Thursday, June 6, 2013

The Sordid Private Prison Corporation Agenda

"Kids for Cash" Judge Mark Ciavarella
News out of the United States this week in connection with the debacle that is the for-profit private prison corporation regime borders on deprave.  That the privatization of the prison industry in the U.S. (and abroad) is not now considered an epic failure is mystifying.  In Pennsylvania, Mark Ciavarella, Jr., the former juvenile court judge that orchestrated the "Kids for Cash" scandal, was formally sentenced to 28 years in prison for his role in sending children to jail in return for cash payments (the Third Circuit Court of Appeals upheld the sentence from his 2011 trial).  Ciavarella was found guilty in 2011 of "engaging in a pattern of racketeering and participating in a racketeering conspiracy through his receipt and transfer of $997,600 from individuals associated with the juvenile detention centers."  Ciavarella and former Judge Michael Conahan were both accused of sending children to private juvenile detention facilities, in Luzerne County, PA, often in violation of the kids' constitutional rights, in return for bribes and kickbacks from private prison owner Robert Mericle for the number of children that they sentenced to spend time in the Mericle-built private juvenile facilities.  Conahan pled guilty to racketeering in 2010, while Ciavarella cavalierly battled the indictment claiming that he received only a "finders fee" for assisting in the construction of the private prison facility.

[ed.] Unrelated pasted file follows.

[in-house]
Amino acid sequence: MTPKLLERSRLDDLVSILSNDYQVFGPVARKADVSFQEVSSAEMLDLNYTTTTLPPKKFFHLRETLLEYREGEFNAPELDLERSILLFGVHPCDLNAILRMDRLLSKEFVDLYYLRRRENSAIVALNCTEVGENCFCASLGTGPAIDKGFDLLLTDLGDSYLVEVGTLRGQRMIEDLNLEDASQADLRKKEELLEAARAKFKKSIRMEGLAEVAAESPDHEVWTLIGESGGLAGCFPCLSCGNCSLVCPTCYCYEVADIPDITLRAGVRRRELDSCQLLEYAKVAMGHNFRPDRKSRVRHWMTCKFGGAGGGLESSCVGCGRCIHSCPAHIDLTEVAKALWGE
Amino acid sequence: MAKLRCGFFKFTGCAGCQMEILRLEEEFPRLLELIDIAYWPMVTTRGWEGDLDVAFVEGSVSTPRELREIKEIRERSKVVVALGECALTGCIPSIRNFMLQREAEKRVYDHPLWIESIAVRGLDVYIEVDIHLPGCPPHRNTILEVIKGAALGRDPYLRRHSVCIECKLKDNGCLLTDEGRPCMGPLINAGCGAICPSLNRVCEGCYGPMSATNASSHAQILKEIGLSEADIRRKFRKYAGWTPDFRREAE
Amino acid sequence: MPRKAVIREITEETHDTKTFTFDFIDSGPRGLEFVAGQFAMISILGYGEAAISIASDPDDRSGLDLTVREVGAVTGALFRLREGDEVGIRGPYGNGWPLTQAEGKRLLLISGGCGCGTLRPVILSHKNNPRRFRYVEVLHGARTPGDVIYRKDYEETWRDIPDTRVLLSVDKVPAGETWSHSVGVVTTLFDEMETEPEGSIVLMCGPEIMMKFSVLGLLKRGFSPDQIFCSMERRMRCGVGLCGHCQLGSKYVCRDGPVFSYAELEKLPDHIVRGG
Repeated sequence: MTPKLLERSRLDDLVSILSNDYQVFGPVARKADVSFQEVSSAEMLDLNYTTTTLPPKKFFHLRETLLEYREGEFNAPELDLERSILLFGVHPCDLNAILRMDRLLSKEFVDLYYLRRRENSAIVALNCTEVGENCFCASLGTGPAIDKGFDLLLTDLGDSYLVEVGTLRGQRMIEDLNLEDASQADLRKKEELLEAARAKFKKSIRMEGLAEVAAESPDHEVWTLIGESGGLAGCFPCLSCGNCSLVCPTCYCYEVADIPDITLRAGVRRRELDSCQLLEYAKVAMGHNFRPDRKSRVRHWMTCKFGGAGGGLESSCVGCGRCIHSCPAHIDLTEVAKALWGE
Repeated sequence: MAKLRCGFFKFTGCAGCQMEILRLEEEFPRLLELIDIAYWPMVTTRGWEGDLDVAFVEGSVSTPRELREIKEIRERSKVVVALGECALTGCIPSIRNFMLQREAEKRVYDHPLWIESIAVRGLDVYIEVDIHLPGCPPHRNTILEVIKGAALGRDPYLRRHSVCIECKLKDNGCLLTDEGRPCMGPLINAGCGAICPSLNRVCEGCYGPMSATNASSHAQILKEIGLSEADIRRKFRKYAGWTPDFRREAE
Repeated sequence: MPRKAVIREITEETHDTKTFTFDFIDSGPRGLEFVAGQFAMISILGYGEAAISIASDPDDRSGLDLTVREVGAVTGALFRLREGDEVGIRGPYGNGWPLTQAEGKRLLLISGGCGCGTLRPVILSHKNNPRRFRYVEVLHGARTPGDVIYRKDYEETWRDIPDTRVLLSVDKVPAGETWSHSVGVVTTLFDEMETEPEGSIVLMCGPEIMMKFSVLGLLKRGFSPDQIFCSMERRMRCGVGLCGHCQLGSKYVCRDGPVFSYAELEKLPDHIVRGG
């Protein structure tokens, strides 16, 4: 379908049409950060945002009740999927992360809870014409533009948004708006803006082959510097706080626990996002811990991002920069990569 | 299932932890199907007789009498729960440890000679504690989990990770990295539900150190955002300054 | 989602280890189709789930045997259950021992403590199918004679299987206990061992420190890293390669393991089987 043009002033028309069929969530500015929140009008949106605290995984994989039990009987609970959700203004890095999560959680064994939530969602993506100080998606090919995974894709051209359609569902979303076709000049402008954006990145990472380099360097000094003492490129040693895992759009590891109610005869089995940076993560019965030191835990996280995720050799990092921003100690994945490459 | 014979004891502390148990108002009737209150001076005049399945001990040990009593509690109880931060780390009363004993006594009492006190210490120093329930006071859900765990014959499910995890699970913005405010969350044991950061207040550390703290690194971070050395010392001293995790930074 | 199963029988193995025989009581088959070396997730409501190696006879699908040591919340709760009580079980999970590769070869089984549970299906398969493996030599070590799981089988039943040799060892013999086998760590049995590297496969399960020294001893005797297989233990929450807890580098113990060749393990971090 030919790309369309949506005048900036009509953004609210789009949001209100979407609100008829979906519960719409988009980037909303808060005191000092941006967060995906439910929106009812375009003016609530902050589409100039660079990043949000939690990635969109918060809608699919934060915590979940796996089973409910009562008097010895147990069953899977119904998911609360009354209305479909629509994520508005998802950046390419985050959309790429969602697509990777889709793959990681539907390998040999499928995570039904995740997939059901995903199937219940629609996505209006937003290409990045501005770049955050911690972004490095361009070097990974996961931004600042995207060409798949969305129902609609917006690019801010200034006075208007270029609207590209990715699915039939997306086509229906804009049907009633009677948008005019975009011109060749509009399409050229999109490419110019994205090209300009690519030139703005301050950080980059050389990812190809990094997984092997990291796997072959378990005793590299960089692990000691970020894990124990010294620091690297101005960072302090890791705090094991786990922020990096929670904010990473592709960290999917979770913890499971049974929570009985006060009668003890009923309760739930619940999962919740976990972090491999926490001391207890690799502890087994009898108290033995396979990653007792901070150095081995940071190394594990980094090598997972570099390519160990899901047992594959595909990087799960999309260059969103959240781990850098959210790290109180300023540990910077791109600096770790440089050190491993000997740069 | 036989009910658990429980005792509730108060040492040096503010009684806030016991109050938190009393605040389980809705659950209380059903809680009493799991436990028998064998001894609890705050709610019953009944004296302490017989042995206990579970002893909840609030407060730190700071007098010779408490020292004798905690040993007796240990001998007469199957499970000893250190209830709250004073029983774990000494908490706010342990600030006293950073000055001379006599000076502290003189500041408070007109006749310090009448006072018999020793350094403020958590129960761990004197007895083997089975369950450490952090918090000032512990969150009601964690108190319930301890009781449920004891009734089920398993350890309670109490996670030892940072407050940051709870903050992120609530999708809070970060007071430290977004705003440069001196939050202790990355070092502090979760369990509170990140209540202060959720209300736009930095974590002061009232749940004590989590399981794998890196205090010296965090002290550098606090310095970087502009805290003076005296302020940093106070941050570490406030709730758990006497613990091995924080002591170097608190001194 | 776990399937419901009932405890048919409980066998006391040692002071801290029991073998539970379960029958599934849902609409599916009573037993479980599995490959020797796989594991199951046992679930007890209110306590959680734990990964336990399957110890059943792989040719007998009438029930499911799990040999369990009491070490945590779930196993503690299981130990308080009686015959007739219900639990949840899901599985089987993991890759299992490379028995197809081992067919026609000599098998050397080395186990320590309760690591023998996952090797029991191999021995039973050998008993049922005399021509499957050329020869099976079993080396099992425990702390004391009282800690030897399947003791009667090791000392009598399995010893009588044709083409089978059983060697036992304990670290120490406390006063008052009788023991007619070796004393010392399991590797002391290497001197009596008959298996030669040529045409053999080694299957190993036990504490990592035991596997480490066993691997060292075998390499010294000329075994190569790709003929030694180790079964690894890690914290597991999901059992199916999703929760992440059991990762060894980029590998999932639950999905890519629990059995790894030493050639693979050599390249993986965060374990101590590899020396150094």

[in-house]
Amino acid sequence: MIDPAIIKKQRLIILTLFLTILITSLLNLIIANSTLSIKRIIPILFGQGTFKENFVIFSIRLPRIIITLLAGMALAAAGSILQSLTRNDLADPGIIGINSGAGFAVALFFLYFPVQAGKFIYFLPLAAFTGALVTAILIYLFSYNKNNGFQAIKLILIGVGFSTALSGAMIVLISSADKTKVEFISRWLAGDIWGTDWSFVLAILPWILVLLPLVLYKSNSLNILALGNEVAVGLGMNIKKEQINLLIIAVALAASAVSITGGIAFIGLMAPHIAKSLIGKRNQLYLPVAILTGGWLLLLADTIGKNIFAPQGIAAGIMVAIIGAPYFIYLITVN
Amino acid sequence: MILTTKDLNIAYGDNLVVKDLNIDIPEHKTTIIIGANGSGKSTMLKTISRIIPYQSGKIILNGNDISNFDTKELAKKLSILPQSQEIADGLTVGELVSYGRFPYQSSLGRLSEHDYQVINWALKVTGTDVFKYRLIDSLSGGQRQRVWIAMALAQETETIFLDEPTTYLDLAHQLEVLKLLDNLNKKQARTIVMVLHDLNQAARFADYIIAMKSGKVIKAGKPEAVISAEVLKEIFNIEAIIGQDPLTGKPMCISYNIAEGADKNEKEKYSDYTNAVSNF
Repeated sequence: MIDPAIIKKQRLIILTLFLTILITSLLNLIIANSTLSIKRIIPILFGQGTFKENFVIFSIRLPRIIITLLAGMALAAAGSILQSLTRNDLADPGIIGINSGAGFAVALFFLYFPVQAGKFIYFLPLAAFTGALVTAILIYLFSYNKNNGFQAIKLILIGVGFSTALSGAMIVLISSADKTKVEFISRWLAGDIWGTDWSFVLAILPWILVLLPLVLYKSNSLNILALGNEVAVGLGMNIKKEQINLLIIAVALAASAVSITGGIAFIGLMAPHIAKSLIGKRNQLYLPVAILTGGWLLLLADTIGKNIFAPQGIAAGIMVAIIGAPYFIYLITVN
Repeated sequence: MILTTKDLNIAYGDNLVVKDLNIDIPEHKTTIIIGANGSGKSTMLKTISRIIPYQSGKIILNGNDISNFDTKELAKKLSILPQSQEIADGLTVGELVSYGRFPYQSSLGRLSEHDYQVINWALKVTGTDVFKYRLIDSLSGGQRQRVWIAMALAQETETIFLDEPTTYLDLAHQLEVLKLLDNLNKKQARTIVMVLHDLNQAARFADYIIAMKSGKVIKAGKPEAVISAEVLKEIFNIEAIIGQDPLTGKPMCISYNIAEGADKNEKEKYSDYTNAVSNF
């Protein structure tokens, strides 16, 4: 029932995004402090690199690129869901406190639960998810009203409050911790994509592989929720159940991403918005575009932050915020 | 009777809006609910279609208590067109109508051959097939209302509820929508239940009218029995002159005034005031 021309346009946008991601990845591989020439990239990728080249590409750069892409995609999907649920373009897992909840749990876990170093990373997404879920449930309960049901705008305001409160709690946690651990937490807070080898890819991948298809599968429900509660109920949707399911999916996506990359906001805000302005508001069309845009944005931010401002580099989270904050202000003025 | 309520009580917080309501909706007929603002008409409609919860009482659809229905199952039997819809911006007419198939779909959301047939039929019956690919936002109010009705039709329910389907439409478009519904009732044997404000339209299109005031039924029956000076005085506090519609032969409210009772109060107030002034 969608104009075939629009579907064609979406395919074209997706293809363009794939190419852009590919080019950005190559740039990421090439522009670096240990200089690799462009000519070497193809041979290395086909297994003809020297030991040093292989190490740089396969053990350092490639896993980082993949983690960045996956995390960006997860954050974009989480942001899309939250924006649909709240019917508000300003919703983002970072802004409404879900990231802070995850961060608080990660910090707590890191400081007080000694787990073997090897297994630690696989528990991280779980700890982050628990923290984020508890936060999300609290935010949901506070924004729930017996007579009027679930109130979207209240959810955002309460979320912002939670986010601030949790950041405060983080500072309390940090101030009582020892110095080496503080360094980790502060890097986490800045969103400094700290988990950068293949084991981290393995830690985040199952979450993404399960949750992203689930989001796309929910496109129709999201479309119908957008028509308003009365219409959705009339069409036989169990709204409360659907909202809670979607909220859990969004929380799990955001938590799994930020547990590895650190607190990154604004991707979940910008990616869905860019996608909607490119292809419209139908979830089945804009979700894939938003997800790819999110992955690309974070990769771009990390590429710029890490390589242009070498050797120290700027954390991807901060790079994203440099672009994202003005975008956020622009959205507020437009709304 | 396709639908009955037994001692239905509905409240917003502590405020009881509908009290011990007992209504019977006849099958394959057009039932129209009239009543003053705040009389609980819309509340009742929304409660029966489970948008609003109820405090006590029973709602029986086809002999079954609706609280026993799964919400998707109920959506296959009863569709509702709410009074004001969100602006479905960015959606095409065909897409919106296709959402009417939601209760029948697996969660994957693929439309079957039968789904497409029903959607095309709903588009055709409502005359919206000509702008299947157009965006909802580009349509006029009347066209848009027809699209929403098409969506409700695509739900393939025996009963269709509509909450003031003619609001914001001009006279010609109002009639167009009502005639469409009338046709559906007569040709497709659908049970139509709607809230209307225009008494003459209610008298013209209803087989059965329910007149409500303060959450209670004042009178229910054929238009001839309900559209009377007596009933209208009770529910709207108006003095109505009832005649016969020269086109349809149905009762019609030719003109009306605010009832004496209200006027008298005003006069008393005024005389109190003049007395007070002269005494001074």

As reported in 2011 by the Christian Science Monitor, the jury found Ciavarella guilty on 12 of 39 counts in his indictment. Aside from racketeering, he "was also convicted of failing to record the secret payments on judicial financial disclosure forms from 2004 to 2007, and for filing false tax returns for those same years. In addition, the jury found him guilty of engaging in a money-laundering conspiracy to conceal the payments."

The perverse incentives that attach when private corporations seek to control a public function like crime and punishment, including sentencing and imprisonment, literally overwhelms both judges and corporate executives. That a private prison company would actually bribe judges to fill their prisons is appalling.  Just as outrageous is that judges would, without remorse, destroy the lives of young kids by imprisoning them for minor crimes or misbehaviors, in order to receive bribes that the private industry seems more than willing to pay.

GEO Group Headquarters in Florida